If you are tired of a Samsung, Sony or Apple, and want a smartphone that stands out from the crowd, the Oppo N1 just arriving in Singapore now may be something to check out.
Not many users here may have heard of the Chinese electronics maker, but the company has been renowned by home theatre buffs for the high-quality Blu-ray players it has put out in recent years.
In its N1 phone, it has tried to outdo the competition by coming up with the first swivel camera of its kind. Selfie kings and queens will love this camera, which can turn 206 degrees to switch from a back-facing shooter to one that points towards the user.
The 13-megapixel sensor with f2.0 aperture should please those who loathe the poor quality afforded by many of the front-facing cameras on phones.
One word that comes to mind for the N1 is simplicity. The user can simply swipe two fingers on the screen downwards and the music player will be activated. I can customise the phone, say, by scribbling the letter ‘F’ to easily activate the Facebook app without even firing up the phone screen.
The other notable feature is the inclusion of the O-Touch panel, similar to the track pad on a laptop. Located at the back of the phone, it allows much more convenient one-hand operation of the phone, which is much needed when the Full HD screen is no smaller than 5.9 inches.
During a quick hands-on test in Singapore earlier this week, I could easily scroll through photos just by using my index finger. There was no need to lift my left hand to hold the phone.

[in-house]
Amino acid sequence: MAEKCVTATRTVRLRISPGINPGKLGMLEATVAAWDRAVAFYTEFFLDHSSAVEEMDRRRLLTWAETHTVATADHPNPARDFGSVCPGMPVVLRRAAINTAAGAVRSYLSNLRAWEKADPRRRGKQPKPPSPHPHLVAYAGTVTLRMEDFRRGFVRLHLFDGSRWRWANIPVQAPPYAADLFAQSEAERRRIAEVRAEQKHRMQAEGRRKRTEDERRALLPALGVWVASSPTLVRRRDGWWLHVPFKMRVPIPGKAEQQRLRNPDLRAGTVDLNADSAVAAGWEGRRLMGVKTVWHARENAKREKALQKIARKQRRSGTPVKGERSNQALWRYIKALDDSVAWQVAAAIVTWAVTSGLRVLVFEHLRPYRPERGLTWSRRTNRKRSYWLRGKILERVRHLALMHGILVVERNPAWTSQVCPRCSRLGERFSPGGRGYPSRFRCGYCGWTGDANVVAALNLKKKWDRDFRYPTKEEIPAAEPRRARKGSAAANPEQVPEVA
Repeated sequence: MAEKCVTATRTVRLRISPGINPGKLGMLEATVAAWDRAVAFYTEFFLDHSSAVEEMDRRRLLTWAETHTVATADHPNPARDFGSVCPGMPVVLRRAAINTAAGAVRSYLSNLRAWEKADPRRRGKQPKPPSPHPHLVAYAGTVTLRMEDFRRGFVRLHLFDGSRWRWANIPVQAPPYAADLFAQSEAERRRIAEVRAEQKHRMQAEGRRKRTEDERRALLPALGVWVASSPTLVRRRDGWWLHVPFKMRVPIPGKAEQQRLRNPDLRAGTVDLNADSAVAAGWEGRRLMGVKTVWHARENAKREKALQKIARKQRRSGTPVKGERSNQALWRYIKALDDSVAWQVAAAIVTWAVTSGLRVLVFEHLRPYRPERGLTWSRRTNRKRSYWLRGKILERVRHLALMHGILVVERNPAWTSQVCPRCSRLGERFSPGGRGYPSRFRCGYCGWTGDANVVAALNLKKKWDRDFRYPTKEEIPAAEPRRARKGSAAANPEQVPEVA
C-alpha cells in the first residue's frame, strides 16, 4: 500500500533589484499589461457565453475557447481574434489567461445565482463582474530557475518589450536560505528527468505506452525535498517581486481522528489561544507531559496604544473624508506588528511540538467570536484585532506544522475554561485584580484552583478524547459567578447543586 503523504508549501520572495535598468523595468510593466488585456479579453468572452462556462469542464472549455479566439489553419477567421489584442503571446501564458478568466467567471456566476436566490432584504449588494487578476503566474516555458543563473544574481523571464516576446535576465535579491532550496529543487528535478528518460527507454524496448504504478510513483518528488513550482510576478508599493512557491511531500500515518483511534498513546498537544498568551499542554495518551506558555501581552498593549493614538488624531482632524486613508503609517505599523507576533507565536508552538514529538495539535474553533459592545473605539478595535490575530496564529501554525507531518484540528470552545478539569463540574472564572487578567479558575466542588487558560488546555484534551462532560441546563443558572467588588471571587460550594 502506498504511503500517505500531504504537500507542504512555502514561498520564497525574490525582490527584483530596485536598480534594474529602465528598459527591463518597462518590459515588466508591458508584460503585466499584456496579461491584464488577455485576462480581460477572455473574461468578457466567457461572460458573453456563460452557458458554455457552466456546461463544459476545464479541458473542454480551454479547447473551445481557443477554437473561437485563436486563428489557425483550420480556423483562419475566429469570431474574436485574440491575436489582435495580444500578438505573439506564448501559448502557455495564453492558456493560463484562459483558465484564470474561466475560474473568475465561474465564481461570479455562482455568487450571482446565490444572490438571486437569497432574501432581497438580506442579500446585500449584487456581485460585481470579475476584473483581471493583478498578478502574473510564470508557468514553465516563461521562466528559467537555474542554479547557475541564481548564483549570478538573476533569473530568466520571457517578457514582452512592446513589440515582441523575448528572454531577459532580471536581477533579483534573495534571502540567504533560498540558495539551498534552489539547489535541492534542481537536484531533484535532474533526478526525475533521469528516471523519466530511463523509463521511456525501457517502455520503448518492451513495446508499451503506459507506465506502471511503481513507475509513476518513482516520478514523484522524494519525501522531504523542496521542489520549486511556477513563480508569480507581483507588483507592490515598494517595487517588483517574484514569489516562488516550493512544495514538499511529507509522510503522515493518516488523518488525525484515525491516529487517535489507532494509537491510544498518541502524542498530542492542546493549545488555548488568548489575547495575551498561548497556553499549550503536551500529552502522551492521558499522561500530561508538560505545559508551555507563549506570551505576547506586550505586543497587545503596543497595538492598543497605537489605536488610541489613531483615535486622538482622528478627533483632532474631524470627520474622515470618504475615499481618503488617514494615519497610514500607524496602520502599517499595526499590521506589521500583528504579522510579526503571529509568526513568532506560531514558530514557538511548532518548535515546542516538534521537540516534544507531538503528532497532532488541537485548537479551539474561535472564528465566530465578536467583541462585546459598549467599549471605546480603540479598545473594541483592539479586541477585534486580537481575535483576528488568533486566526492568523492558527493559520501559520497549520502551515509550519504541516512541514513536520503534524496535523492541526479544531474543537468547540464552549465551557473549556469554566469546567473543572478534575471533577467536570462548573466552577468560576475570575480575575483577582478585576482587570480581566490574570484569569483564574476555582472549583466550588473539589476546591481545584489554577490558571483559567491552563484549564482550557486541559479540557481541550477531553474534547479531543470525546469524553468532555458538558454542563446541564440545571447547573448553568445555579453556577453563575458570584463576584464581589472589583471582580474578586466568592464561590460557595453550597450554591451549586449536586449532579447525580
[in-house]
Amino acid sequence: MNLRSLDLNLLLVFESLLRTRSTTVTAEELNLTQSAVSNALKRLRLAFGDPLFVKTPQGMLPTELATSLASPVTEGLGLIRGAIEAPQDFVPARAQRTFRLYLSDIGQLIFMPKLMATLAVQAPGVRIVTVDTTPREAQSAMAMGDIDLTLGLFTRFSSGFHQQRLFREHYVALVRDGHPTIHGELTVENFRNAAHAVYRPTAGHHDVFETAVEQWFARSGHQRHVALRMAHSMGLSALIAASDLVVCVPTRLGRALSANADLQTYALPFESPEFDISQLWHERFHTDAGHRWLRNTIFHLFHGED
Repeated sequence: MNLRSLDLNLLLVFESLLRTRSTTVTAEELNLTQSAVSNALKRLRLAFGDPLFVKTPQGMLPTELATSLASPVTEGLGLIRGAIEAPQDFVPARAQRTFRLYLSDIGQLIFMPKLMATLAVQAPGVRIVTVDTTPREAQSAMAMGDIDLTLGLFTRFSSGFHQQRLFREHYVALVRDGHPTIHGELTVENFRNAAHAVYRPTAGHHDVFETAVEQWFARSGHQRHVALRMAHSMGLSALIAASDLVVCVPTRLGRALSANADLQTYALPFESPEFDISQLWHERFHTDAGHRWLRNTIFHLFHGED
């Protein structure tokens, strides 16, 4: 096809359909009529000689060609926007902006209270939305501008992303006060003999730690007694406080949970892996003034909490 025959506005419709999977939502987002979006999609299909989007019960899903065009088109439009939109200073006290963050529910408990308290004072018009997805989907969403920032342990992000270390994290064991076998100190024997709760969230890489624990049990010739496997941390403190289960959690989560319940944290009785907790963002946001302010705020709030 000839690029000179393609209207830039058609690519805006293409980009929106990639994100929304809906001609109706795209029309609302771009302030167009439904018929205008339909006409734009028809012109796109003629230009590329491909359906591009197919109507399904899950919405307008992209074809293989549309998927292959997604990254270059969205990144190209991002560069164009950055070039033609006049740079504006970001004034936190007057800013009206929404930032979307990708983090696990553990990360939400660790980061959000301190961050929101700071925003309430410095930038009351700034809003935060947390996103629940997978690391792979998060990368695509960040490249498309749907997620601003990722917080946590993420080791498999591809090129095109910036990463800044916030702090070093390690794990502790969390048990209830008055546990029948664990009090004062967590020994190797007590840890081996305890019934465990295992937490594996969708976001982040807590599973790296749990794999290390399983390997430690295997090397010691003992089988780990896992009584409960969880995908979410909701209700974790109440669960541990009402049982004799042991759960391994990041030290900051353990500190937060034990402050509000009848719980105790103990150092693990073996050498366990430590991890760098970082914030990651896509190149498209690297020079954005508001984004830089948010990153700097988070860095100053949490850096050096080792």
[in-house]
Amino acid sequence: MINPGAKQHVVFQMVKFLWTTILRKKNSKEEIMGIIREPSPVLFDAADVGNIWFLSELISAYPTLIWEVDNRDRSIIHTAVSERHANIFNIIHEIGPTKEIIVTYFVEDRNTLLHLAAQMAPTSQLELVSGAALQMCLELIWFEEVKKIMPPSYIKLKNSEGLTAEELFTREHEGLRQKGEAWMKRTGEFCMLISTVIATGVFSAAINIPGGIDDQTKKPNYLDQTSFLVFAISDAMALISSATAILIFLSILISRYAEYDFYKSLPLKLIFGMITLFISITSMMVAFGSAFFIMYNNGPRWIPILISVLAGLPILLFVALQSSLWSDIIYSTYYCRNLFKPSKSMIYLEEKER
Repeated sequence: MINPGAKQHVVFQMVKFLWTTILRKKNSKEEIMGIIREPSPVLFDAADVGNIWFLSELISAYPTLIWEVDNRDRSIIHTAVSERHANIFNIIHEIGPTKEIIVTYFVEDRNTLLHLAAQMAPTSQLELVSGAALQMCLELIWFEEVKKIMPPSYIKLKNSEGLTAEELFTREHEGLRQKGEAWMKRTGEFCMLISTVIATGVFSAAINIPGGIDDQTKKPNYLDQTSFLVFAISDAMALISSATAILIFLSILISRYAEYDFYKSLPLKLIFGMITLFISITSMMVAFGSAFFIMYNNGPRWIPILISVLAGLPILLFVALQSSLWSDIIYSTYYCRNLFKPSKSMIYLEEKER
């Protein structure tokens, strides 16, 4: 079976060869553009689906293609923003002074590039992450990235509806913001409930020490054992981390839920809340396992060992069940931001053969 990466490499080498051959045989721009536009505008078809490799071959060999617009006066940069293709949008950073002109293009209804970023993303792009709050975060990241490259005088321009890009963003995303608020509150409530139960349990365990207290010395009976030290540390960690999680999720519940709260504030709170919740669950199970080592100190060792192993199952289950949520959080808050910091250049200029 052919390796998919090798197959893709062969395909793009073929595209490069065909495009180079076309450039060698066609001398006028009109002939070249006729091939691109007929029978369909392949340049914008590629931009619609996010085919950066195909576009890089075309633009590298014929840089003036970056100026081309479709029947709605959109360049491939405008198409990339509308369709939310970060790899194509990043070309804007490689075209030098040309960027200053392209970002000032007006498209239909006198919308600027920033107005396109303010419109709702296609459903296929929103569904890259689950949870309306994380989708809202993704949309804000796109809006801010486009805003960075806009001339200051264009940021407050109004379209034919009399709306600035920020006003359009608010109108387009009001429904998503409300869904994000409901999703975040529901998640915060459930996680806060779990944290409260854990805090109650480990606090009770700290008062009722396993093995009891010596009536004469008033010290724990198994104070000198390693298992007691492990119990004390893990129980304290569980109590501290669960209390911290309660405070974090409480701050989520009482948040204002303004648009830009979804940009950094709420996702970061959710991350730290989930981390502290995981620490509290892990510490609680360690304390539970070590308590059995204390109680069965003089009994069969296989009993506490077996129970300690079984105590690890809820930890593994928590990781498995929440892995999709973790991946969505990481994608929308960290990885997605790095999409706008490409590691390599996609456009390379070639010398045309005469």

Performance wise, the N1 should not disappoint either. Despite the use of the 1.7Ghz Qualcomm Snapdragon 600 quad-core chip, a tad slow for a top-end phone, the Oppo N1 didn’t lag much at all when I tried it out.
To be sure, Oppo has its work cut out for it to create an impression in Singapore, where it will be the latest entrant in a crowded smartphone market that has already seen fellow Chinese phone maker Xiaomi make its mark of late.
The S$769 N1, however, does impress in some ways. This includes the included O-Click Bluetooth remote that can help a user locate the phone wirelessly, besides using it more regularly as a remote shutter button to fire the phone’s camera.
I’m also impressed with the interesting software widgets that Oppo has included. For example, a camera widget that is docked in one of the home pages gets you ready quickly for unexpected snapshots, without having to activate the camera app.
What’s also interesting is Oppo’s use of Colour, the company’s take on the Android 4.2 operating system that can polarise reaction. Significantly different from regular Android, it may require users, especially those who have much experience with Android, to get used to it.
The alternative is to install CyanogenMod on the N1. The tweaked version of Android, a favourite of many Android geeks, is fully supported on the N1. It can be installed via a downloadable app instead of the usual flashing of firmware with other phones. That’s a big plus if you’re into tweaking your Android phone.